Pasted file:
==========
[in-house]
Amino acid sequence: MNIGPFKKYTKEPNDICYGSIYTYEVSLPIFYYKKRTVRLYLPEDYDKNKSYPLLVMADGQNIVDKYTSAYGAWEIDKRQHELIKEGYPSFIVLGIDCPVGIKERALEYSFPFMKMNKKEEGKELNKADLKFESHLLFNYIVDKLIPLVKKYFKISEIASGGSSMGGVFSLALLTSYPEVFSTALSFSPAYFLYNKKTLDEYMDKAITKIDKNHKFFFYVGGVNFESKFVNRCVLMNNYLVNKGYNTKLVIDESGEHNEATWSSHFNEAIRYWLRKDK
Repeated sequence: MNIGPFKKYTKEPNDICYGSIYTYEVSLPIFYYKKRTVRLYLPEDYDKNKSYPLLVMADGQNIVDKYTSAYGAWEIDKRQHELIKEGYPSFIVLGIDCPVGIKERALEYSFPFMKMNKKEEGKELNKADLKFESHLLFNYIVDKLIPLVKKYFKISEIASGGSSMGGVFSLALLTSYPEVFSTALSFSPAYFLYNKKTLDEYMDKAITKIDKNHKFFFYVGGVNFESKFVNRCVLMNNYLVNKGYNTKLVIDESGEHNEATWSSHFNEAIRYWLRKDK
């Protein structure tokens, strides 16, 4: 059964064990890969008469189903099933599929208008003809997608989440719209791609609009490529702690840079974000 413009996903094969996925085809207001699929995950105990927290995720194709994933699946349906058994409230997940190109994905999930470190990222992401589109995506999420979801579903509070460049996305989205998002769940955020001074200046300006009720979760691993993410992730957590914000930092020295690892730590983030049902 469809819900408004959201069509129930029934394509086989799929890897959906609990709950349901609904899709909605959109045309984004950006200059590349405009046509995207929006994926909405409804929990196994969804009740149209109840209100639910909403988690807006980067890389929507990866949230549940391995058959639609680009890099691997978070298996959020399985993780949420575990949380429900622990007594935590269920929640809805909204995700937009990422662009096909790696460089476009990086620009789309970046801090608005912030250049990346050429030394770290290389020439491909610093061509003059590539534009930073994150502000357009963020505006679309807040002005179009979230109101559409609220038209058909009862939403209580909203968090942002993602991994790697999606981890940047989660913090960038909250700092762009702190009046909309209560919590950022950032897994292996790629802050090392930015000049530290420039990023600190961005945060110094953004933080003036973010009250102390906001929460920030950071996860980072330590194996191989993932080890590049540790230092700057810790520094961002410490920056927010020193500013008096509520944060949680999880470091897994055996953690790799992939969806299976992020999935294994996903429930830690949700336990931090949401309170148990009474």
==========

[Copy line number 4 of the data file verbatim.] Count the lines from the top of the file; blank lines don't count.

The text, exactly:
């Protein structure tokens, strides 16, 4: 059964064990890969008469189903099933599929208008003809997608989440719209791609609009490529702690840079974000 413009996903094969996925085809207001699929995950105990927290995720194709994933699946349906058994409230997940190109994905999930470190990222992401589109995506999420979801579903509070460049996305989205998002769940955020001074200046300006009720979760691993993410992730957590914000930092020295690892730590983030049902 469809819900408004959201069509129930029934394509086989799929890897959906609990709950349901609904899709909605959109045309984004950006200059590349405009046509995207929006994926909405409804929990196994969804009740149209109840209100639910909403988690807006980067890389929507990866949230549940391995058959639609680009890099691997978070298996959020399985993780949420575990949380429900622990007594935590269920929640809805909204995700937009990422662009096909790696460089476009990086620009789309970046801090608005912030250049990346050429030394770290290389020439491909610093061509003059590539534009930073994150502000357009963020505006679309807040002005179009979230109101559409609220038209058909009862939403209580909203968090942002993602991994790697999606981890940047989660913090960038909250700092762009702190009046909309209560919590950022950032897994292996790629802050090392930015000049530290420039990023600190961005945060110094953004933080003036973010009250102390906001929460920030950071996860980072330590194996191989993932080890590049540790230092700057810790520094961002410490920056927010020193500013008096509520944060949680999880470091897994055996953690790799992939969806299976992020999935294994996903429930830690949700336990931090949401309170148990009474």